By Ifeoma Ezenyilimba
The Chaplain of Good Shepherd Chapel, Archbishop A.k. Obiefuna Retreat, Pastoral and Conference Centre, Okpuno (ABAKORPACCO), Awka South LGA, Anambra State, Rev Fr Maximus Muojeke, has described lent as a season of a life of Christian piety and intensified life of charity.
Rev Fr Muojeke, who stated this in his homily of the Holy Mass to mark the 2021 Annual Ash Wednesday at the chapel, last Wednesday, February 17, said Ash Wednesday marked the beginning of the 40-day intensified life of charity and prayer for every Christian.
He identified prayer, fasting and alms giving as the three pillars of Christian piety which were expected to be intensified by every faithful throughout the Lenten Season.
The priest, who further based his reflections on the readings of the Ash Wednesday, advised all against making a show of their works of charity and fasting, but to instead give in secret and avoid putting on gloomy faces when they fasted. According to him, such life of hypocrisy was abhorred by God.
He reminded all that fasting was for people who had attained the age of 18-59 years, and abstinence, for those who had attained 14 years until death. He advised all against indulging in dry fasting, lest they harmed their body. This was even as he observed that such dry fasting was in contradiction with the teachings of the Church.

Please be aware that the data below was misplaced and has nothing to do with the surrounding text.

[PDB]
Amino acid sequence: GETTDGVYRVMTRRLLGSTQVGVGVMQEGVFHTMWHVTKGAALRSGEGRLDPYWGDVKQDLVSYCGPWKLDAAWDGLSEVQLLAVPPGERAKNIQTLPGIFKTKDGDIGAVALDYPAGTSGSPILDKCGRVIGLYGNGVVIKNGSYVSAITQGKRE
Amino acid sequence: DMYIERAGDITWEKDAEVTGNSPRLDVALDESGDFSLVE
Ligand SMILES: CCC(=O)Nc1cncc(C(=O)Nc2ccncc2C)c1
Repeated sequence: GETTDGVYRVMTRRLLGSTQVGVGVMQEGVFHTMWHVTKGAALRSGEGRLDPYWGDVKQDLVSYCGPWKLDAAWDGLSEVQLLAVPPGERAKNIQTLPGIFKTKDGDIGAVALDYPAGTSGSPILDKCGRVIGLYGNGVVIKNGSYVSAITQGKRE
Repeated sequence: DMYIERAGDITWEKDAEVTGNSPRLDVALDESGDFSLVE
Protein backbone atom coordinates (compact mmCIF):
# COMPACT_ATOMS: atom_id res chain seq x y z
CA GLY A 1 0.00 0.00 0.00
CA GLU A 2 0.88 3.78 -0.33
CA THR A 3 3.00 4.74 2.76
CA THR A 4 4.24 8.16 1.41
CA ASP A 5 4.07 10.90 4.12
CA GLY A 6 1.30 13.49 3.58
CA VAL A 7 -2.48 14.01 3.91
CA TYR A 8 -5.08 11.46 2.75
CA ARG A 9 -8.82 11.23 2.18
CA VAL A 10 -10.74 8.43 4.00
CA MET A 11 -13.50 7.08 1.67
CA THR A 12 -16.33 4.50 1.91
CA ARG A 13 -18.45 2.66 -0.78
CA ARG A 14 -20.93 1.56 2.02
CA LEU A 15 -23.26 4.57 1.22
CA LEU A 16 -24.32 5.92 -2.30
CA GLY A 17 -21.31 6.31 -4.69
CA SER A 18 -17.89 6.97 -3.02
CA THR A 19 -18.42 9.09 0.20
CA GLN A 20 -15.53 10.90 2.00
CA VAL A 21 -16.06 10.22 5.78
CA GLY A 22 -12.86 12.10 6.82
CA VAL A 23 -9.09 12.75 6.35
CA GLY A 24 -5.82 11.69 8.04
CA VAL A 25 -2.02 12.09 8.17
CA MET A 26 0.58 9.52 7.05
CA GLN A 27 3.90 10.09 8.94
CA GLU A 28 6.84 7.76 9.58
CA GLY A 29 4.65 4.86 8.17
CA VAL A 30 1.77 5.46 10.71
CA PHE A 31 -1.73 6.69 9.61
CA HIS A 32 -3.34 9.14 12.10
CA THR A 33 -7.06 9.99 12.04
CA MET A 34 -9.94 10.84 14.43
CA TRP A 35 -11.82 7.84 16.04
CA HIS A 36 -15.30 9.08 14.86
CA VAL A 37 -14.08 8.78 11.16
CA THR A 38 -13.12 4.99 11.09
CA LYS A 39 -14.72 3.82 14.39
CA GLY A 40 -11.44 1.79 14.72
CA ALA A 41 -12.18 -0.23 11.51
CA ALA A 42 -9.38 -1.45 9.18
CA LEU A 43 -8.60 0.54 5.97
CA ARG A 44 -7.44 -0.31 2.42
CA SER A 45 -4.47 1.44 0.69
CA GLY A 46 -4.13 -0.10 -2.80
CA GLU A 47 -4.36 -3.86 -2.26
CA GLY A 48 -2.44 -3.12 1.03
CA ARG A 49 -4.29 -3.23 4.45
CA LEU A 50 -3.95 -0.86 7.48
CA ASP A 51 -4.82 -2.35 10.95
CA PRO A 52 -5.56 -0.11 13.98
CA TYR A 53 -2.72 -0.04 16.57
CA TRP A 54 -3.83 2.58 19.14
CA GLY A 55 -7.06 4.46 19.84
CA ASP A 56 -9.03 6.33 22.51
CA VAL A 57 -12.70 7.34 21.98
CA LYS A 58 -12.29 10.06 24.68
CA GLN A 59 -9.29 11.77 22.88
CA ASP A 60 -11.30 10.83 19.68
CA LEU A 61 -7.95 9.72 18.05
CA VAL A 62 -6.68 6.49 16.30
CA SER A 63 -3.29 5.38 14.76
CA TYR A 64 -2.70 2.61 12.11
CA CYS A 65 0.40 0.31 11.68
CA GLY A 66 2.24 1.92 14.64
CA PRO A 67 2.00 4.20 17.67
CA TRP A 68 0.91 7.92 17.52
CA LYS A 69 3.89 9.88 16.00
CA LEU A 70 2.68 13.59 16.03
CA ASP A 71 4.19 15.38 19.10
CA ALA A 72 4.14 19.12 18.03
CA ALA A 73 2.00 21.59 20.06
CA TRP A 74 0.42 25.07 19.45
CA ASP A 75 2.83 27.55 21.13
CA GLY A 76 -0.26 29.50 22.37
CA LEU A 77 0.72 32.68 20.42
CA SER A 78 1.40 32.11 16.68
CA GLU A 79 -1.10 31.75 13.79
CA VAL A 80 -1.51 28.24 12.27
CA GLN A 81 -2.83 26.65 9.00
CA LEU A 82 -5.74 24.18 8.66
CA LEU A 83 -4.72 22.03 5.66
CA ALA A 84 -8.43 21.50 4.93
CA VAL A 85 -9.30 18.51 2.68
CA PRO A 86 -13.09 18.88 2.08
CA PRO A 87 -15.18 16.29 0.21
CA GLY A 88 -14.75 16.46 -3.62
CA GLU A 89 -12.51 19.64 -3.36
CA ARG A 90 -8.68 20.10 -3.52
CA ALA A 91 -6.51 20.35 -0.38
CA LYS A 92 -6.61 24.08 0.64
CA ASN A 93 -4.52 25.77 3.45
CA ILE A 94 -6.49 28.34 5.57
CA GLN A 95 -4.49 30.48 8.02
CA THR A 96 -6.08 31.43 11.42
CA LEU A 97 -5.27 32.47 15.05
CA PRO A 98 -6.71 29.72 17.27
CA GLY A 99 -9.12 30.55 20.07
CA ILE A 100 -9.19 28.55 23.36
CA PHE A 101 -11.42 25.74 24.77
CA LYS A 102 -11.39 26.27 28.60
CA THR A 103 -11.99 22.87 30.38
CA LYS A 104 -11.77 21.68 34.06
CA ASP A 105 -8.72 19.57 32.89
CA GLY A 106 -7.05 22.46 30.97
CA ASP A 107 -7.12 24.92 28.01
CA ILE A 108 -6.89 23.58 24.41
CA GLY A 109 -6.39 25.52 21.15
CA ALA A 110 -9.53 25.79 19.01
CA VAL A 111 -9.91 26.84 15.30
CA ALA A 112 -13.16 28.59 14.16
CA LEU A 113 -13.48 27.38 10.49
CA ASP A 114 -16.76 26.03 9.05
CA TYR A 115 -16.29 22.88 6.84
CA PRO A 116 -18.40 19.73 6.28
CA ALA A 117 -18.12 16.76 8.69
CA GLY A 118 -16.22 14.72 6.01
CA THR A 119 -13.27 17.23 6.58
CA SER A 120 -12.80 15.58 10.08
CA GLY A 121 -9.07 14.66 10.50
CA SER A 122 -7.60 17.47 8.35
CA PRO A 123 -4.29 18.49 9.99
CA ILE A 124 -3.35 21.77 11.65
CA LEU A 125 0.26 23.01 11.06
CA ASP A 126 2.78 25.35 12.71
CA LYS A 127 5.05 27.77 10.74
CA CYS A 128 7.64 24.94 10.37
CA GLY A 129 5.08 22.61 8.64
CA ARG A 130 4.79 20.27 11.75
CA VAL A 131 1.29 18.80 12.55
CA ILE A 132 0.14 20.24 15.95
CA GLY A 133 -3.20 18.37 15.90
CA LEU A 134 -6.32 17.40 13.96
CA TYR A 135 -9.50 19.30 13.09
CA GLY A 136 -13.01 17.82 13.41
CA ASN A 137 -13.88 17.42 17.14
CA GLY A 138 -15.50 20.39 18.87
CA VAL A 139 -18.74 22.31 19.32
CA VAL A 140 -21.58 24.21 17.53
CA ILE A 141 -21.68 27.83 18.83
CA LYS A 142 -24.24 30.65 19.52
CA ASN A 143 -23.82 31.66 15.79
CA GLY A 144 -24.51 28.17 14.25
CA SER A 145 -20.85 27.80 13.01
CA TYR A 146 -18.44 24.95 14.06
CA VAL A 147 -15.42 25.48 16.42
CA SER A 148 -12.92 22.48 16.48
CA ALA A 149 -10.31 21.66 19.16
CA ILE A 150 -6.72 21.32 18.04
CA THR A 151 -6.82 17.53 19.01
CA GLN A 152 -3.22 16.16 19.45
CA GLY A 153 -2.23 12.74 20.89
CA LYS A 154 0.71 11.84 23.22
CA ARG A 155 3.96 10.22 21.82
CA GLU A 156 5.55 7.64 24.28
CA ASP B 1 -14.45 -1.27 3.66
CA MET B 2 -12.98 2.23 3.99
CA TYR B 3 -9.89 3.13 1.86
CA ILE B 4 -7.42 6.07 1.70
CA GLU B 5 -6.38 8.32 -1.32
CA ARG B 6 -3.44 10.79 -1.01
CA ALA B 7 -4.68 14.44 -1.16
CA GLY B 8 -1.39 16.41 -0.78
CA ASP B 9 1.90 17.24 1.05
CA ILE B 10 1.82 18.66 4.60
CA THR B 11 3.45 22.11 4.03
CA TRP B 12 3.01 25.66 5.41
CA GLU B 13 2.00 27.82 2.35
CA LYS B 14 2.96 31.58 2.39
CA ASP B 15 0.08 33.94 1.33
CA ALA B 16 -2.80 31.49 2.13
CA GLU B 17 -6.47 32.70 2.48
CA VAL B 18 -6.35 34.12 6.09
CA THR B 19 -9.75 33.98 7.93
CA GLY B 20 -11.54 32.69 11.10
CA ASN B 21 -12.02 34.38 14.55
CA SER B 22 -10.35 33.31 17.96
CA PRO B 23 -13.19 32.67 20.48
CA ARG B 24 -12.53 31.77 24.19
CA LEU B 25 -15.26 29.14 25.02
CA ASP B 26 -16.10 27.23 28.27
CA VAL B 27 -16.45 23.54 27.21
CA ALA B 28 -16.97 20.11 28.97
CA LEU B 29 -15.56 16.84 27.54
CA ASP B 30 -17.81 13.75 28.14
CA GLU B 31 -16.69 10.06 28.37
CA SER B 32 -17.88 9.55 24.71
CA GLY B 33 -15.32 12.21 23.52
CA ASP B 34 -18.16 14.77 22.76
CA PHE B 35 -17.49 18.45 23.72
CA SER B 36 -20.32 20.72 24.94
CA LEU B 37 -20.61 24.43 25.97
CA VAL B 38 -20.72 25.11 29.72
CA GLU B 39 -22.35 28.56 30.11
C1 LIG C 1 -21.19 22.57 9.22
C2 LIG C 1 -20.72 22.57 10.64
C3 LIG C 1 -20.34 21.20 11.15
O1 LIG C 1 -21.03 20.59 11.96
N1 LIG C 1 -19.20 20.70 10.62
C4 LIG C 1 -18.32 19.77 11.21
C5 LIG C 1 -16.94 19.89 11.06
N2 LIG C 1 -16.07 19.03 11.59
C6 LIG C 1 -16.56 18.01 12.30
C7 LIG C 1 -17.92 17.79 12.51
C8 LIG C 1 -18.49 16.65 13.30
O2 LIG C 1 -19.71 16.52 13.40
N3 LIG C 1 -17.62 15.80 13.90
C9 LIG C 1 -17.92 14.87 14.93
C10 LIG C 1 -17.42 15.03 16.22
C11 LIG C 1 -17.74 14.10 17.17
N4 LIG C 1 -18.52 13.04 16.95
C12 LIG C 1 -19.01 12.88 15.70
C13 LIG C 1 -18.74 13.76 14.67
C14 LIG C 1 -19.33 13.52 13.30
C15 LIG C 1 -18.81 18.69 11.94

On Lenten Fast, Rev Fr Muojeke said the Church directed that someone engaging in fasting, ate one full meal and half of the other two meals in a day while observing the obligatory Ash Wednesday and Good Friday fasting. He however said there were other forms of fasting which were optional such as fasting every Friday in lent and fasting from frivolities.
The chaplain explained that abstinence which was obligatory on Ash Wednesdays and Good Fridays for every faithful, meant total denial of meat, while optional abstinence on other day or days in lent, amounted to total denial from something that someone enjoyed the most.
Speaking on Lenten Fast collection, the Catholic priest said it was expected that someone who fasted, should from what he saved from all that he denied himself of, give to the less privileged persons.
Pointing out that alms giving complemented fasting, Fr Muojeke enjoined all to give to the needy, engage in works of charity and contribute to the Lenten fast collections which the Church carried out after Friday’s Stations of the Cross of the Lenten Season, so as to gain the Godly rewards attached to such act of charity.